WASHINGTON — Federal Reserve Chairman Ben Bernanke stepped up pressure Monday to get banks to boost lending to the nation's small businesses, a critical element to spurring the economic recovery and reducing unemployment.
Bernanke and other regulators have urged banks since February to increase their lending to smaller companies. Lawmakers on Capitol Hill have complained that small businesses that want to take out loans are having trouble getting them. Banks have countered by saying demand is weak.
Bernanke's latest comments come as legislative efforts to jump-start small-business lending have languished and the recovery has been losing momentum. He made them at a Fed conference exploring ways to help boost lending to small companies.
"Making credit accessible to sound small businesses is crucial to our economic recovery," Bernanke said. "More must be done," he pledged.
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While big companies have stockpiled cash and are expected to report strong profits starting this week, small businesses have struggled to secure loans to expand and hire.
The disparity between large and small businesses has been one reason the recovery has not picked up and could even stall. Small businesses usually help drive job creation during recoveries.
They employ roughly half of all Americans and account for about 60 percent of gross job creation, Bernanke said. And newer small businesses, those less than two years old, are especially important. Over the past 20 years, these startup enterprises accounted for roughly one-quarter of gross job creation, even though they employed less than 10 percent of the work force, he added.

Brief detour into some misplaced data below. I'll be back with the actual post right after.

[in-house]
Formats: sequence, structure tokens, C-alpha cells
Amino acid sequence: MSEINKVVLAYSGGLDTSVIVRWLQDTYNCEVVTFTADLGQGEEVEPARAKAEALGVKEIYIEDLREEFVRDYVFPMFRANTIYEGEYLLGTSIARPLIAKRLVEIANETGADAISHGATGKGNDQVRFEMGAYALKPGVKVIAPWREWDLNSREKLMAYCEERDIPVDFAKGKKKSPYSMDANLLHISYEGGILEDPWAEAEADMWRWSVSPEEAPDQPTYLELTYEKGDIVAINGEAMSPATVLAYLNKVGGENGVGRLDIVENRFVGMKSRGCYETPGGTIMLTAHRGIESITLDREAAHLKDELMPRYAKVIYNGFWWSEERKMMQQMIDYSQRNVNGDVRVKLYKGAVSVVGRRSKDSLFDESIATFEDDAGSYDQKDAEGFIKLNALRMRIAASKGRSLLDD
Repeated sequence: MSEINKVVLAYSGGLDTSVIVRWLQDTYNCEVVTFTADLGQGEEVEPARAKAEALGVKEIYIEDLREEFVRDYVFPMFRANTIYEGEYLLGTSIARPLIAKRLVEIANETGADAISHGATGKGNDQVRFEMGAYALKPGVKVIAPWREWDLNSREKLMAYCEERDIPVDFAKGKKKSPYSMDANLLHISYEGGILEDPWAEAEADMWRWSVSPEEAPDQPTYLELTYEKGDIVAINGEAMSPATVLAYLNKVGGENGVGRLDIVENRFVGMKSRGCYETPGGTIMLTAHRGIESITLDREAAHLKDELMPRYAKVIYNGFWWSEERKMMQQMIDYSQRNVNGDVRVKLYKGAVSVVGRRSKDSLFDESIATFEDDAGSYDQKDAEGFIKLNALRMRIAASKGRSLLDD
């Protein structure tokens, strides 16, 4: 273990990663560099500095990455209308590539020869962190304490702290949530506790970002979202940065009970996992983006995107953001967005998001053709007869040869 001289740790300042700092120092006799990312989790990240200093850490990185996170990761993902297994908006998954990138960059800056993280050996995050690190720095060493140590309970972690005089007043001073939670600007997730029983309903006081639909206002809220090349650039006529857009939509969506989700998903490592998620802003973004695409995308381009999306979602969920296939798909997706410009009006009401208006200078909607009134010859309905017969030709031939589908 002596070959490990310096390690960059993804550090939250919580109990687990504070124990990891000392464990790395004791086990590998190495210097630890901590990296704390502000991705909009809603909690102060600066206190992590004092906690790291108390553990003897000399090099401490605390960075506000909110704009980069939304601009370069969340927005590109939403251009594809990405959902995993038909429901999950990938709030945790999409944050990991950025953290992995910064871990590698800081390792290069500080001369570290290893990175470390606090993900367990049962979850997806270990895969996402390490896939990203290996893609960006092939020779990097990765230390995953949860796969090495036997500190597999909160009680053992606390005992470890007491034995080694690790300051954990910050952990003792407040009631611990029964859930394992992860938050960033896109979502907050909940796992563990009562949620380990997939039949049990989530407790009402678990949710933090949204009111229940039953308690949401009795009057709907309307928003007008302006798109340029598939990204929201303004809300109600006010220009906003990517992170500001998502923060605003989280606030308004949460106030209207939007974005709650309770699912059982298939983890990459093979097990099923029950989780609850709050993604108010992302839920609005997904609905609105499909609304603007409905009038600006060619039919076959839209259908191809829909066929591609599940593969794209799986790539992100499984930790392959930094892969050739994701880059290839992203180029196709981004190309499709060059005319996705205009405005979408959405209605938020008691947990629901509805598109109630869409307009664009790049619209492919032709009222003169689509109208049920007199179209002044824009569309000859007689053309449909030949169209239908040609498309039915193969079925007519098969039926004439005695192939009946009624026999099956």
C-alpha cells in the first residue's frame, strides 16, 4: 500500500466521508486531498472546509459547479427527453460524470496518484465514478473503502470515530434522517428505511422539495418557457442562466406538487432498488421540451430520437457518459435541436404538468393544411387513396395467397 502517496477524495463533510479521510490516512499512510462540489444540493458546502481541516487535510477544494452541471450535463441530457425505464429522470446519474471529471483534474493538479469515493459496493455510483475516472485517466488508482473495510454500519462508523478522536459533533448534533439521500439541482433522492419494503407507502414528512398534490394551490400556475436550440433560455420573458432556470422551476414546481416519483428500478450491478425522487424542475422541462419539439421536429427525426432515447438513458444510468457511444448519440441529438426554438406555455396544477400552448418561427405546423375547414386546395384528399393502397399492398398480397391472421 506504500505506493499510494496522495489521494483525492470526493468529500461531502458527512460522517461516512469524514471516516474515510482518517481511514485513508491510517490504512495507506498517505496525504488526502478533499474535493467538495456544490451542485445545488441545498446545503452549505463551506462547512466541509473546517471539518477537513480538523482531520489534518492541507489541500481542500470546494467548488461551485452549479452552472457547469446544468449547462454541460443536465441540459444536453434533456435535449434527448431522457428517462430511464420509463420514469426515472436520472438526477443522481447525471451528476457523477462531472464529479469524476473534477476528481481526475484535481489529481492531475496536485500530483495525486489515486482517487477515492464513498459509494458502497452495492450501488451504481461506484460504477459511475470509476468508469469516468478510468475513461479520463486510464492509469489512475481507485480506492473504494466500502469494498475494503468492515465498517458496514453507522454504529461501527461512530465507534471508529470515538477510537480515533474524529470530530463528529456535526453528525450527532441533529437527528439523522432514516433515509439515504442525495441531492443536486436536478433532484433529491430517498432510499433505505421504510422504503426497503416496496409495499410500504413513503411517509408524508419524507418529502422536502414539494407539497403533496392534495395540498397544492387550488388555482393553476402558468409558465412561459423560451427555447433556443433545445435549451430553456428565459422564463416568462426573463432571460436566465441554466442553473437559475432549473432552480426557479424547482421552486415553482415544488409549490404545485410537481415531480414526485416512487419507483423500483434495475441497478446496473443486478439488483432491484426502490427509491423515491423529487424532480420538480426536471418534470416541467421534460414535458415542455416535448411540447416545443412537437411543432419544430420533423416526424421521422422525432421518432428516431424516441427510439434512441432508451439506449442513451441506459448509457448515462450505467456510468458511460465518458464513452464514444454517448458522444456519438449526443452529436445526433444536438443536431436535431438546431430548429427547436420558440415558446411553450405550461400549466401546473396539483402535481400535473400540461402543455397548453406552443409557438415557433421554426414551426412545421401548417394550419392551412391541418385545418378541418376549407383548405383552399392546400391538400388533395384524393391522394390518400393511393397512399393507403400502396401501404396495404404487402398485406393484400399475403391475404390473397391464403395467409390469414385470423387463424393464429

The Obama administration in early May sent Congress a proposal to create a $30 billion support program to unfreeze credit for the nation's small businesses. The fund would provide support to small and medium-size banks with assets under $10 billion to encourage them to increase lending to small businesses. The legislation has yet to pass in the Senate.
Lending to small businesses has declined even as the economy had improved. Lending has dropped from more than $710 billion in the second quarter of 2008 to less than $670 billion in the first quarter of 2010.
The Fed and other regulators have urged banks to step up lending to creditworthy small businesses. Despite the push, such lending is still crimped.
As regulators encourage banks to make loans to sound borrowers, they are also working to make sure banks get back on firmer footing after suffering through the worst financial and economic crises since the 1930s.
Bernanke said it is hard to tell whether the problem is more reflective of banks shying away from making loans to small businesses or a lack of demand from those companies.